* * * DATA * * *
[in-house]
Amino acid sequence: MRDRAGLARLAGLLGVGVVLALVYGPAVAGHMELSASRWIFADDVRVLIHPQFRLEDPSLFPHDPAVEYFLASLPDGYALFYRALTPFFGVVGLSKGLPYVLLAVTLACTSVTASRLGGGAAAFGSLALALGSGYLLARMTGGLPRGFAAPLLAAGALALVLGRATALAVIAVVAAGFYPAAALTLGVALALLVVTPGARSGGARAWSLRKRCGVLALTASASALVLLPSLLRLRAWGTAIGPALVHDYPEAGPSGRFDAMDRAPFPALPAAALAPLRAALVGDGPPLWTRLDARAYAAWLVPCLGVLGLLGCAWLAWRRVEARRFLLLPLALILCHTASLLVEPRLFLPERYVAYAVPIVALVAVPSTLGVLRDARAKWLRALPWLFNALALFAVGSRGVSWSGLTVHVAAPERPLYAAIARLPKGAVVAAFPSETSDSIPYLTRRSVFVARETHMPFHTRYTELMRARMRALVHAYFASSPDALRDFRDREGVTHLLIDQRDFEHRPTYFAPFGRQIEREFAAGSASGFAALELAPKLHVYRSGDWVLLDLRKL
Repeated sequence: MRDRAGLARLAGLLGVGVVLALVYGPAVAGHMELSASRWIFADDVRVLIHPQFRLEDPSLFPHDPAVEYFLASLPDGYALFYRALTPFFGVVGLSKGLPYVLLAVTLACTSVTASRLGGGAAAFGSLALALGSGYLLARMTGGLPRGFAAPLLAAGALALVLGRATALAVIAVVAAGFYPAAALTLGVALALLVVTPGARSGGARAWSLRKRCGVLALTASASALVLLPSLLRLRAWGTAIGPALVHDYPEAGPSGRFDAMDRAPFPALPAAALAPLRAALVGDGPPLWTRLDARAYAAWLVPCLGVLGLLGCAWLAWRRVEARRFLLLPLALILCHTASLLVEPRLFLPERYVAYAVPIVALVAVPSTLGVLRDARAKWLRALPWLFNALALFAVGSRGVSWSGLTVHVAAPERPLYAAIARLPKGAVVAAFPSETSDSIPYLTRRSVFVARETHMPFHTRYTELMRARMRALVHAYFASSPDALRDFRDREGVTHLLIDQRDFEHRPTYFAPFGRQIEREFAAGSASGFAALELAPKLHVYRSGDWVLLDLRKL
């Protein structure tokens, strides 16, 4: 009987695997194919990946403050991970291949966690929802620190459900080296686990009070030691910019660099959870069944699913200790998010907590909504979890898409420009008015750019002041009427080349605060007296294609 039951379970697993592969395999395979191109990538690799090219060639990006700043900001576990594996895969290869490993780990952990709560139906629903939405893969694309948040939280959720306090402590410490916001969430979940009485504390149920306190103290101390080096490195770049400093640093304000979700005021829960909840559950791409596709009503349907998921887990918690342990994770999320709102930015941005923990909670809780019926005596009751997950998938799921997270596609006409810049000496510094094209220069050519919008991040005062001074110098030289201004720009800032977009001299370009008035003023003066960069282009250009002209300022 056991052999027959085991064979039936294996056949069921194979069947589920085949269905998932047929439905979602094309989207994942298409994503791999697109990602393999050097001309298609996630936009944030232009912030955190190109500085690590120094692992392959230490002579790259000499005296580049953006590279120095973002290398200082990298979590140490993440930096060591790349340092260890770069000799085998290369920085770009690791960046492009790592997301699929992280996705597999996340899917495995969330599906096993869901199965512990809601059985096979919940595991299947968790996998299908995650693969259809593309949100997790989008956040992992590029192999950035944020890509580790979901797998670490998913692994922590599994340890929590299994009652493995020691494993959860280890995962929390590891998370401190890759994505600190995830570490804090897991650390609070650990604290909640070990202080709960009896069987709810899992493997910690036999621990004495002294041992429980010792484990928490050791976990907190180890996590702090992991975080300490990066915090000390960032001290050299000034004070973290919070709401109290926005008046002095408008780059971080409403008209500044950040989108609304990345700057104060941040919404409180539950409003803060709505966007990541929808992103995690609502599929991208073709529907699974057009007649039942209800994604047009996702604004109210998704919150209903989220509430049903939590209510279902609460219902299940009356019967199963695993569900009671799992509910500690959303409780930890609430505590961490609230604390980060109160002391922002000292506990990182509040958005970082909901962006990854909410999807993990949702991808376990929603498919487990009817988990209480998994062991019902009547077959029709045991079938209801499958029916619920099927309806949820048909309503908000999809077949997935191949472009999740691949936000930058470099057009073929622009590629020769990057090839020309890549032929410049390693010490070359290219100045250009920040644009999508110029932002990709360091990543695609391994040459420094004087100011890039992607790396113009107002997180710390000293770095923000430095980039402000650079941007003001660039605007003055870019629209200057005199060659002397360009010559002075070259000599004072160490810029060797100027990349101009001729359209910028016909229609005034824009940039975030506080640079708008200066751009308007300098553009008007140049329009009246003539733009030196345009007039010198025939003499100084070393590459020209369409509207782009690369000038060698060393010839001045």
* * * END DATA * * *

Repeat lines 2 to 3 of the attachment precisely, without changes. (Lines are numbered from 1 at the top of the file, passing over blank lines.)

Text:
Amino acid sequence: MRDRAGLARLAGLLGVGVVLALVYGPAVAGHMELSASRWIFADDVRVLIHPQFRLEDPSLFPHDPAVEYFLASLPDGYALFYRALTPFFGVVGLSKGLPYVLLAVTLACTSVTASRLGGGAAAFGSLALALGSGYLLARMTGGLPRGFAAPLLAAGALALVLGRATALAVIAVVAAGFYPAAALTLGVALALLVVTPGARSGGARAWSLRKRCGVLALTASASALVLLPSLLRLRAWGTAIGPALVHDYPEAGPSGRFDAMDRAPFPALPAAALAPLRAALVGDGPPLWTRLDARAYAAWLVPCLGVLGLLGCAWLAWRRVEARRFLLLPLALILCHTASLLVEPRLFLPERYVAYAVPIVALVAVPSTLGVLRDARAKWLRALPWLFNALALFAVGSRGVSWSGLTVHVAAPERPLYAAIARLPKGAVVAAFPSETSDSIPYLTRRSVFVARETHMPFHTRYTELMRARMRALVHAYFASSPDALRDFRDREGVTHLLIDQRDFEHRPTYFAPFGRQIEREFAAGSASGFAALELAPKLHVYRSGDWVLLDLRKL
Repeated sequence: MRDRAGLARLAGLLGVGVVLALVYGPAVAGHMELSASRWIFADDVRVLIHPQFRLEDPSLFPHDPAVEYFLASLPDGYALFYRALTPFFGVVGLSKGLPYVLLAVTLACTSVTASRLGGGAAAFGSLALALGSGYLLARMTGGLPRGFAAPLLAAGALALVLGRATALAVIAVVAAGFYPAAALTLGVALALLVVTPGARSGGARAWSLRKRCGVLALTASASALVLLPSLLRLRAWGTAIGPALVHDYPEAGPSGRFDAMDRAPFPALPAAALAPLRAALVGDGPPLWTRLDARAYAAWLVPCLGVLGLLGCAWLAWRRVEARRFLLLPLALILCHTASLLVEPRLFLPERYVAYAVPIVALVAVPSTLGVLRDARAKWLRALPWLFNALALFAVGSRGVSWSGLTVHVAAPERPLYAAIARLPKGAVVAAFPSETSDSIPYLTRRSVFVARETHMPFHTRYTELMRARMRALVHAYFASSPDALRDFRDREGVTHLLIDQRDFEHRPTYFAPFGRQIEREFAAGSASGFAALELAPKLHVYRSGDWVLLDLRKL